In the two-minute film “The New Normal,” directed by Spike Jonze, we open on George Washington standing in his hemp farm, holding up a five-leaf non-psychoactive hemp plant while the voiceover cryptically says that “a president grew his own.” In the first five seconds of the ad, the creatives established a contextual cannabis reference while throwing a head fake at the FCC restrictions.

But 48 hours before it was to air, the spot was banned from appearing on television. Not because we ran afoul of any rules, but because the compliance team at the cable provider simply “felt” that the spot was problematic. No history-making prime time for MedMen. Welcome to the Wild West of cannabis advertising.

So, how do cannabis brands creatively stick it to the man when the Feds, corporate compliance and media obfuscation can harsh the green-rush mellow?

1. Avoid weed tropes in the creative.

Flagrant references to kind nugs, 420 gags and bong water only contribute to compliance’s reefer madness hysteria, so keep the creative clever, well designed and subtle.

2. Lean into earned media ideas.

Unexpected partnerships, smart editorial and celebrity endorsements will complement and elevate impressions above a foundational media plan.

3. Embrace the fundamentals.

Human insights that are informed by smart strategy and data will always spark the big idea.

As a judge for the 2019 Clio Cannabis Awards, I can see how nascent and exciting the category is. It reminds me of the golden age of digital advertising in the early 2000s, when small upstart dot-coms broke through with brilliant creative. We are in a time when nationwide federal regulation, reactionary compliance and corporate cannabis can buzzkill the creative and entrepreneurial spirit. But I’m optimistic that creativity and weed will rise above and we’ll look back at 2020 as the golden age of cannabis advertising.

Arizona Announces Adoption Of Digital Medical Marijuana Cards

State regulators in Arizona will begin issuing identification cards in digital form next month, according to a report from cannabis industry website azmarijuana.com. Beginning December 1, the new digital marijuana identification cards will replace the physical cards currently being issued through the mail by the Arizona Department of Health Services (AZDHS).

The new digital identification cards will be sent via email to patients. The email will include a PDF version of the identification card which can be accessed when needed or saved on a cellphone or other electronic device. Patients who wish to carry a physical card can print the PDF to keep with them.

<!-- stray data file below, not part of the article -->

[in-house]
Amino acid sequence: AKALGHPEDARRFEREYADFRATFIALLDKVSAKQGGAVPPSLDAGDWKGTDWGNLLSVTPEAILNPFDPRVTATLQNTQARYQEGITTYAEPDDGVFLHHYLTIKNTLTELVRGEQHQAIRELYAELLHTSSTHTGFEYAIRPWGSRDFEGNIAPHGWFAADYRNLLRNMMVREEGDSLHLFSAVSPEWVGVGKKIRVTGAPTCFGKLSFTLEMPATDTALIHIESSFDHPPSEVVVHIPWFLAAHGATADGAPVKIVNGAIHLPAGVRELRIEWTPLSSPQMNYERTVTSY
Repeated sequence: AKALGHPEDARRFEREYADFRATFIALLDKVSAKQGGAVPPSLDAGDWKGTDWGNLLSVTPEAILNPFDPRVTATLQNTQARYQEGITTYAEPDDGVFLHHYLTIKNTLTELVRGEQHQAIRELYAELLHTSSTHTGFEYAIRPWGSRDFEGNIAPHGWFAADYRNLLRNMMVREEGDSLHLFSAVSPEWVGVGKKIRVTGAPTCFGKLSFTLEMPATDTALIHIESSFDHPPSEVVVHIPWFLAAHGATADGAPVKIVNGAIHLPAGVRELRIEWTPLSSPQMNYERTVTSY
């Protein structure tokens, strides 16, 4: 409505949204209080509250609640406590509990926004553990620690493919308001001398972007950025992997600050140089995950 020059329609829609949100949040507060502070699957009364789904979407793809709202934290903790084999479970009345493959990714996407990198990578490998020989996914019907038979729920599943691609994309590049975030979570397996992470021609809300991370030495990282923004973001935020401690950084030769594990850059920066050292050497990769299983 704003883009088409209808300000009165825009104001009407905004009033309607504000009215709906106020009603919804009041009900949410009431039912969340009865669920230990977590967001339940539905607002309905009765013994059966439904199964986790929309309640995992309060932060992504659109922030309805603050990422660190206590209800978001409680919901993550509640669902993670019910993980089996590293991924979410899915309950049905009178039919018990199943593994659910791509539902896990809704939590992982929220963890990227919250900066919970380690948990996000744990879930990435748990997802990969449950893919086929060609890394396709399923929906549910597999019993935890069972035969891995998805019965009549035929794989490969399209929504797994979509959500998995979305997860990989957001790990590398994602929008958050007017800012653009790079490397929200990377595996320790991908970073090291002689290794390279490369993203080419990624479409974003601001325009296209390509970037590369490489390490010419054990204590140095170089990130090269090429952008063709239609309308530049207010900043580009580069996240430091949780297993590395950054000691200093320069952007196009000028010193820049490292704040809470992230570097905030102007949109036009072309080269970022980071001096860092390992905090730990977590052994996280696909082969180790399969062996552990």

“This new process is making it easier for patients to update or change information when necessary, too,” said the AZDHS. “The digital cards can be accessed from a cell phone, laptop, or any other digital device with internet access.”

The agency added that the “AZDHS will email patients of the change to how cards are issued” and that “information will be available to follow up with the new process. The website will be updated with information soon.”

 

Steep Fees for Patients

Adult patients who qualify for Arizona’s medical marijuana program must pay an application fee of $150. Card renewals, which are also subject to the fee of $150, are required every two years. Patients who also qualify for the Supplemental Nutrition Assistance Program (SNAP) are eligible for reduced application and renewal fees of $75. Identification cards are also required for a patient’s designated caregiver, if one is desired or necessary, and carry an application fee of $200.

Application fees for medical marijuana patients under 18 run $350, which includes the cost for a required designated caregiver. Fees for pediatric patients who are eligible for SNAP are reduced to $275.

To participate in Arizona’s medical marijuana program, patients must have a physician’s certification that they are being treated for one or more qualifying medical conditions including post-traumatic stress disorder (PTSD), cancer, glaucoma, HIV/AIDS, hepatitis C, amyotrophic lateral sclerosis (ALS), Crohn’s disease, or agitation of Alzheimer’s disease. Patients with a chronic or debilitating disease or medical condition, or those undergoing treatment for a chronic or debilitating disease or medical condition that causes severe wasting syndrome, severe and chronic pain, severe nausea, seizures, or muscle spasms may also qualify to use cannabis medicinally.